Whether you’re interested in building your own websites, or pursuing a career as a web developer, having knowledge of HTML is an essential skill.
Hypertext Markup Language, or HTML, is one of the three core technologies that power almost every single website on the internet. HTML allows web designers and developers to define the structure of their website. Using HTML, developers decide where certain elements like text or images should appear on a web page.
HTML is not just for technical people who are looking to learn web development. The language can be used in a wide variety of other contexts. For instance, many drag-and-drop web design platforms give their users the ability to use HTML if you want more freedom to customize your page.
This guide will discuss the best way to learn HTML online. We’ll give you a clear set of next steps to help you get started learning HTML.
What Is HTML?
HTML is the programming language used to define the structure of a website. This is how everything such as text, images, and links should appear on a web page.
Technologies like CSS allow you to style a web page. HTML, on the other hand, is focused on building the blueprint for how a page should appear on a website.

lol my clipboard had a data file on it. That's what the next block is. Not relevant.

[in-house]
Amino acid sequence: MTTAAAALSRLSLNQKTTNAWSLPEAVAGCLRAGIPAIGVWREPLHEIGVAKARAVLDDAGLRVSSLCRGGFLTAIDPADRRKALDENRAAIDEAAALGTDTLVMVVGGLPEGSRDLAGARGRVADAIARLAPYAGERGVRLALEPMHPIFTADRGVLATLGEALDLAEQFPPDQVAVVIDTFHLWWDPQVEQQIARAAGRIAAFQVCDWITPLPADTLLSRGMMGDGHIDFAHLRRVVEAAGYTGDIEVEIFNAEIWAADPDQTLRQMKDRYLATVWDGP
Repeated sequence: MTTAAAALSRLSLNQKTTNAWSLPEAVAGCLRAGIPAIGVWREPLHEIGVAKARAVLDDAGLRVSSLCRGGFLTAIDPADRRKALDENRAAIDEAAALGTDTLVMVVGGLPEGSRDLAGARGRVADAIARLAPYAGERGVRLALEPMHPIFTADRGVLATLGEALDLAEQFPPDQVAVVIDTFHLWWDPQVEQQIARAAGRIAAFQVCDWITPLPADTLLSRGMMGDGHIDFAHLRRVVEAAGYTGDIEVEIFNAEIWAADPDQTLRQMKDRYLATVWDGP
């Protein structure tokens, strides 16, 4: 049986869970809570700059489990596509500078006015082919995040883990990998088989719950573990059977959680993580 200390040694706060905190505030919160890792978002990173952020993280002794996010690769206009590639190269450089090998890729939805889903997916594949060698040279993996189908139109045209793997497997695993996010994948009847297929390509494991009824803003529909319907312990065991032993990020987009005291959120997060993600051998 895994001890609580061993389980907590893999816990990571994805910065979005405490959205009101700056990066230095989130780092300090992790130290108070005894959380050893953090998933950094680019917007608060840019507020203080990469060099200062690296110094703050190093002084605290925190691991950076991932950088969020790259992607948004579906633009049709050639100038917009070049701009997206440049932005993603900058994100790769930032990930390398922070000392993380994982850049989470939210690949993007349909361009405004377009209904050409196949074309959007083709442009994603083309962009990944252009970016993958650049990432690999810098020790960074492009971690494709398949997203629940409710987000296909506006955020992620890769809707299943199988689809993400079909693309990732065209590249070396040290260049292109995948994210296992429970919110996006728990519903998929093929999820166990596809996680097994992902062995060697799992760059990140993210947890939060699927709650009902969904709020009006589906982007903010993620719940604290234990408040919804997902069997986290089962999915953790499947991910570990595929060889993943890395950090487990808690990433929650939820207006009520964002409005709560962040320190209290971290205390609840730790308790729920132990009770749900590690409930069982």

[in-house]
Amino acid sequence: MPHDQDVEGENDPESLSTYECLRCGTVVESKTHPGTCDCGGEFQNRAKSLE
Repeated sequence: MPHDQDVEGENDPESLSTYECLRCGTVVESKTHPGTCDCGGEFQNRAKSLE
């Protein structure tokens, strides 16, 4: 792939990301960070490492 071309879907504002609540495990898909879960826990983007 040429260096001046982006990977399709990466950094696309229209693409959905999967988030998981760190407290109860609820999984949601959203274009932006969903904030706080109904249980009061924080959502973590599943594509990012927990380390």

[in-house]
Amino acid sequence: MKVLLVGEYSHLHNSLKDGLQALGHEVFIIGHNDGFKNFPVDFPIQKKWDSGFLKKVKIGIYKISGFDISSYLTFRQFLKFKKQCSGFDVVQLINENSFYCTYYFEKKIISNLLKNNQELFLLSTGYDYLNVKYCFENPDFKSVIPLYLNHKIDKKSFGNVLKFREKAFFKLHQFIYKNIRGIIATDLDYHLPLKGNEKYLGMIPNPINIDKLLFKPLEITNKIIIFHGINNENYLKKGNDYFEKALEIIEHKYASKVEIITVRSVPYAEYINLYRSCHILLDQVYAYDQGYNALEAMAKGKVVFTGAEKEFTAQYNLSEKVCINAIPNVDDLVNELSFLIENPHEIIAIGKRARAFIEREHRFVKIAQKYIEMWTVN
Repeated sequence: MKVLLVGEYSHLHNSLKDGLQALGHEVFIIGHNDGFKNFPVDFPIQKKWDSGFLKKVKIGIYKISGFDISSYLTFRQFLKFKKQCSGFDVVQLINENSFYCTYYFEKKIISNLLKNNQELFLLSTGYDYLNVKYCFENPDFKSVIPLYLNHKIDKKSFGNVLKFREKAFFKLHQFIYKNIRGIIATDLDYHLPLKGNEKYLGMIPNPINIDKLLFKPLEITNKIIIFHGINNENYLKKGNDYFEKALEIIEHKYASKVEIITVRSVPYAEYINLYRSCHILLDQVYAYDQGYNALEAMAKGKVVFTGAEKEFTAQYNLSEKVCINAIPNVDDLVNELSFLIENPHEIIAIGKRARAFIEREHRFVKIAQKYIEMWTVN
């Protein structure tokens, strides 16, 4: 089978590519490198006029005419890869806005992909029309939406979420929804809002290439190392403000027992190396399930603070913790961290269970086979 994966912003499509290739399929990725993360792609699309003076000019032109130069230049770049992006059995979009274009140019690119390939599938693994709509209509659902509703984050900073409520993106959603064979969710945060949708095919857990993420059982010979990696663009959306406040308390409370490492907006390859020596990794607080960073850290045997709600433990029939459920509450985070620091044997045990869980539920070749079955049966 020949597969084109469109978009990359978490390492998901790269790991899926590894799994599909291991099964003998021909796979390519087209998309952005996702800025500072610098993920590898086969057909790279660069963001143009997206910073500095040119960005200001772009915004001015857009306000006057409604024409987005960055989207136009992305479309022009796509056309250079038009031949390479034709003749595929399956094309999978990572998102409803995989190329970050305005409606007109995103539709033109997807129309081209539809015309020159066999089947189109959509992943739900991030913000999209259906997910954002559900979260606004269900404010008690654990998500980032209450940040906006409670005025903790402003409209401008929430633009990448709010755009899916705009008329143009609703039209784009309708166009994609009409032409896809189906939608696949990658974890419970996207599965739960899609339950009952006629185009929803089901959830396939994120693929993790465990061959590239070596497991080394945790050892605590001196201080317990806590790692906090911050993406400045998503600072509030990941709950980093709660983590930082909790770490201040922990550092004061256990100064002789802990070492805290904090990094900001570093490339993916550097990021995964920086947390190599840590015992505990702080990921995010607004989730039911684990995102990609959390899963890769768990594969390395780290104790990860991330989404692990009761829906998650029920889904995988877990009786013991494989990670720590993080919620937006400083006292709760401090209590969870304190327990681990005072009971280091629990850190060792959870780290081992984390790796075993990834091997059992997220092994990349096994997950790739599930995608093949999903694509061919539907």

HTML uses tags to create the structure for a website. These tags allow you to create headers, videos, images, and other elements that will appear on a web page. Here are a few examples of HTML tags that you may encounter:
- <p> allows you to create a paragraph of text.
- <h1> allows you to create a large heading.
- <iframe> allows you to embed the contents of another website, like a YouTube video, onto a web page.
Most tags have a starting tag (like “<p>”), and an ending tag (like “</p>”). Once you’ve mastered these tags, there is no limit to how complex the structure of your websites can be.
Why Should You Learn HTML?
HTML and CSS are the building blocks of the internet
HTML and CSS are the two most fundamental programming languages used in web development. Without them, we would not have websites.
Knowing how to code in HTML and CSS will give you a clear insight into how the internet works. You’ll be able to better understand how the websites you use every day are built.
Have you ever wondered how websites can show colored text, or how a website can include a YouTube video? I fyou know how to code in HTML and CSS, you will not have to wonder. You’ll know all the basic parts of how a website is built.
HTML and CSS can help you get better at your existing job
Knowing a bit of HTML and CSS can help even if you don’t want to become a web developer.